Fianancial Skills Every Manager Should Have

With increasing expectations of customers and changing dynamics of the market, the business world is evolving in this modern era. You would see companies integrating tech-savvy tools, while some brands are automating all business operations. Therefore, as a manager, you have to be agile, resilient, and well versed with efficient business practices. Every day you will make decisions that directly affect the company’s financial performance.

Whether it is hiring and firing employees, scheduling a budget, sending invoices, or seeking a loan – managers should have the necessary financial skills. It helps them understand the implications of their decisions, ensuring the organization doesn’t have to suffer. Instead of thinking this is not your cup of tea, learn the ropes.

Here we are unfolding financial skills every manager should have.


Preparing budgets is no easy feat, but managers should know how to create departmental budgets. It comprises of those resources that you require to accomplish the goals of the coming fiscal year. First, identify the cost structure of the company to estimate costs and the spending levels. You have to tie all the departmental spending to objectives, action plans, and strategies to align it with the company’s strategic plan. All items should have a reasonable estimation. For instance, if your sales growth is 10%-20% every year, your forecast should reflect the same.


Even though you are a non-finance manager, you can still play a part in the company’s financial decisions. You can get an online bachelors  finance to become a master of this arena. Otherwise, please make yourself familiar with primary finance terminologies and figure out what it means. Have a look below.

  1. Assets: All the equipment and machinery owned by the organization is an asset since it yields future benefits. Assets that last longer than 1-year fall under the category of fixed assets. Whereas, ones with the durability of less than a year – stationary, inventory, are current assets.
  2. Liabilities: It is the money your company owes to others. If the payment is due in 12 months – it is a current liability. Otherwise, if you have taken a loan – it would be a long-term liability.

iii. Income: The amount of money an organization earns is called income, but very different from profits. For instance, if you receive a discount from suppliers or commission, it is also counted as an income.

  1. Expenses: These are day-to-day operational and administrative expenses of the company – rent, electricity, etc.
  2. Equity: It is the net worth of your company. In short, it is the sum of assets and liabilities.

Understanding these key terms would help you assess the financial health of the business.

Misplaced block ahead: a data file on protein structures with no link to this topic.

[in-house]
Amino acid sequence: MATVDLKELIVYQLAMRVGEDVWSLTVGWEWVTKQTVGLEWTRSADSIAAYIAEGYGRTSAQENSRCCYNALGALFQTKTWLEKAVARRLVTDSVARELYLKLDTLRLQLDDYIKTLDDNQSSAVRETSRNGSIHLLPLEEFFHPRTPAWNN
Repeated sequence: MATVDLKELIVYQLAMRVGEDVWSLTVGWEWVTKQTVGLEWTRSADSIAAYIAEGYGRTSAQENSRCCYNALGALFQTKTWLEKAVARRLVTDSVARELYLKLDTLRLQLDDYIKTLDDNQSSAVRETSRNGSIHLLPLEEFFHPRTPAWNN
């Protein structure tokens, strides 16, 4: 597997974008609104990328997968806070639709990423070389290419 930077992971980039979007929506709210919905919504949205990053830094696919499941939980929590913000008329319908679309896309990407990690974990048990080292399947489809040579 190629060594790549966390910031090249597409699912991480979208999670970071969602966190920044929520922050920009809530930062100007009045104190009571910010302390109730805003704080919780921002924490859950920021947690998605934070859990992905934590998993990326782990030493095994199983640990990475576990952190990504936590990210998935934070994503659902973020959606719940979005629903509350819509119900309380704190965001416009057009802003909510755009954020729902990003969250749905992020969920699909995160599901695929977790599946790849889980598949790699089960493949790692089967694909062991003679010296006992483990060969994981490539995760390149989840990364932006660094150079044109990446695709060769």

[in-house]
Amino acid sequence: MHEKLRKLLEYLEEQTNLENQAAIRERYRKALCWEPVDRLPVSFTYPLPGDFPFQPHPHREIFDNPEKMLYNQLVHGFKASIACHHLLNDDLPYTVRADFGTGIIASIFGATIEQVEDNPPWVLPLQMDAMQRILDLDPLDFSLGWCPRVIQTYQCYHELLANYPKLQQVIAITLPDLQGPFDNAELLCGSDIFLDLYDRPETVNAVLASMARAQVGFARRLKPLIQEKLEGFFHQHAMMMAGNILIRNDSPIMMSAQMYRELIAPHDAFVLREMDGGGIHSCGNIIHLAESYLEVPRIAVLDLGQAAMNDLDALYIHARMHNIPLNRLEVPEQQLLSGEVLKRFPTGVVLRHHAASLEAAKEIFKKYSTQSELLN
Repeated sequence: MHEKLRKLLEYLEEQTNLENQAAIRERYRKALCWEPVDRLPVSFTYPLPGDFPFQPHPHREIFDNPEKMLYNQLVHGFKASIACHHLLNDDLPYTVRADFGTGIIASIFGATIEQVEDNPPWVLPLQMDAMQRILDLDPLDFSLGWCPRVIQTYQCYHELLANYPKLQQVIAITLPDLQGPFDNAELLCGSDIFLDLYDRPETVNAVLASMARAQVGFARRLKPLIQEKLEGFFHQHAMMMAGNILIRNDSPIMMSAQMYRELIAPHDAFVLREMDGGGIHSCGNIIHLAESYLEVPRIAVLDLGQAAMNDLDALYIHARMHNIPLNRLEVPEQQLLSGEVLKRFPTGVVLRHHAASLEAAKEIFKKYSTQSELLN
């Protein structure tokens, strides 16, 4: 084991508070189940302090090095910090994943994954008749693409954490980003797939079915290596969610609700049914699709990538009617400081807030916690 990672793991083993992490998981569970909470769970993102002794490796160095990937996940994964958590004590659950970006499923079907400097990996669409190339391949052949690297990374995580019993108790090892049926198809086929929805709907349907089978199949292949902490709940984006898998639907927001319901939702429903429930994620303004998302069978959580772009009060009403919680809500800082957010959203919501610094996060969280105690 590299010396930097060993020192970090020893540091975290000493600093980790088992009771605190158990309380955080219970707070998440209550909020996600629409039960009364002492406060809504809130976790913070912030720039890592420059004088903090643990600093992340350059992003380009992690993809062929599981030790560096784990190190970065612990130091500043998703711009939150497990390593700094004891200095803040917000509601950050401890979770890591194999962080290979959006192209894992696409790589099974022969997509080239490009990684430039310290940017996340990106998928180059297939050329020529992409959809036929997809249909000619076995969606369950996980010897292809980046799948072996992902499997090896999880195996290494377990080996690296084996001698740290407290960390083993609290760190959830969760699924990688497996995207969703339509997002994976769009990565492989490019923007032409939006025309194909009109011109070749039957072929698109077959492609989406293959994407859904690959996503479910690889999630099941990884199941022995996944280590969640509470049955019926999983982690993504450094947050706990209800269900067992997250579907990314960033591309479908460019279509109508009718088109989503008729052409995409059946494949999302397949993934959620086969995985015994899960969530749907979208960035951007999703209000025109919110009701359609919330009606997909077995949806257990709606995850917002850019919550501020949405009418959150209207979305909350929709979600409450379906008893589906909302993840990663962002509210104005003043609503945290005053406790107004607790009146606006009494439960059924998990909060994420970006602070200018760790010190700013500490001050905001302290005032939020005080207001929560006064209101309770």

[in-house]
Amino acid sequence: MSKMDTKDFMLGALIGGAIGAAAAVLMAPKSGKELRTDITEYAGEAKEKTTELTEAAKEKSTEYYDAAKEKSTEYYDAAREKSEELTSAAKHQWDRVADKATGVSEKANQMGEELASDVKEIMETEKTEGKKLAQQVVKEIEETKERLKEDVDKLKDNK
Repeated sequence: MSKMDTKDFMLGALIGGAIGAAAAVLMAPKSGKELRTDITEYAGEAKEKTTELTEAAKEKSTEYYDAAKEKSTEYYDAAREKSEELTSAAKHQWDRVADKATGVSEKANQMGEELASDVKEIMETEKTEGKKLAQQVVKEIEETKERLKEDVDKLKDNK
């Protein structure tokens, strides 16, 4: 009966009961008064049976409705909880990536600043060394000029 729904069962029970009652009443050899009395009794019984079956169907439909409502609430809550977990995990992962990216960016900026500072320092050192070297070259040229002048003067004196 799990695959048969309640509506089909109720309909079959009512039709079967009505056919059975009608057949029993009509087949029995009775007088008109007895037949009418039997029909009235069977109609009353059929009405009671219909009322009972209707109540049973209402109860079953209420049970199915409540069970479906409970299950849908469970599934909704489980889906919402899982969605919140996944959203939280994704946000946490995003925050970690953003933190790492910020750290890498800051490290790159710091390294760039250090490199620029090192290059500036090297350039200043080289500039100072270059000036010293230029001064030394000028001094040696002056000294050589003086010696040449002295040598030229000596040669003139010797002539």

Usually, supervisors and frontline managers don’t have to analyze financial statements. As you climb the organizational ladder, a primary understanding of financial statements becomes crucial. Are you wondering what financial statements are? It comprises of three things.

  1. Income Statement: It gives an overview of the sales, expenses, income, and profit of the company. You should be able to comprehend the changes in profits over the past years.
  2. Statement of Financial positionBalance Sheet: It reflects the financial status of the company – showing assets, liabilities, and equity.

iii. Cash flows: It helps you see how much cash is coming in and going out of the business to ensure there are no liquidity problems.

Some primary knowledge of financial statements will help you communicate efficiently with accounting and finance personnel.


As a manager, you might be asking for significant investment in new systems, large-scale training programs, or some equipment. Usually, you have to present a business case that justifies why it should invest in a particular project. Thus, managers have to learn how to interpret the “return on investment” measures. You would have to calculate the “internal rate of return” to see how much return the investment would generate.

Likewise, compute the “payback period” to see how many years would take the investment to reach its value. If returns are high, the payback period might be as short as 2-years. These numbers would dictate the financial viability of the project, promising approvals if returns are excellent.


In the finance world, there are two methods to record business transactions. You either make sales on cash or credit. Some customers pay money right after purchasing a product or service, resulting in an immediate inflow of cash. Whereas, big clients who order in bulk settle dealings on the credit of 2-3 months. Are you wondering how credit sales work? These don’t bring cash into the business; instead, the transaction goes into balance sheet under the heading of accounts receivable.

However, it doesn’t mean you would be buying raw material from your pockets. You will have to settle the same credit terms with suppliers. As soon as the clients pay, you can use that money to pay for raw materials. Likewise, for general expenses, you can use the money from cash sales to foot the bills.


Believe it or not, but financial skills are as essential as any other skills for a manager. They have to understand financial implications, use numbers, and data to improve the company’s performance. Similarly, organizations have to ensure their training programs provide primary financial skills. Otherwise, they should look for managers with finance backgrounds of some kind, helping them manage the business smoothly.


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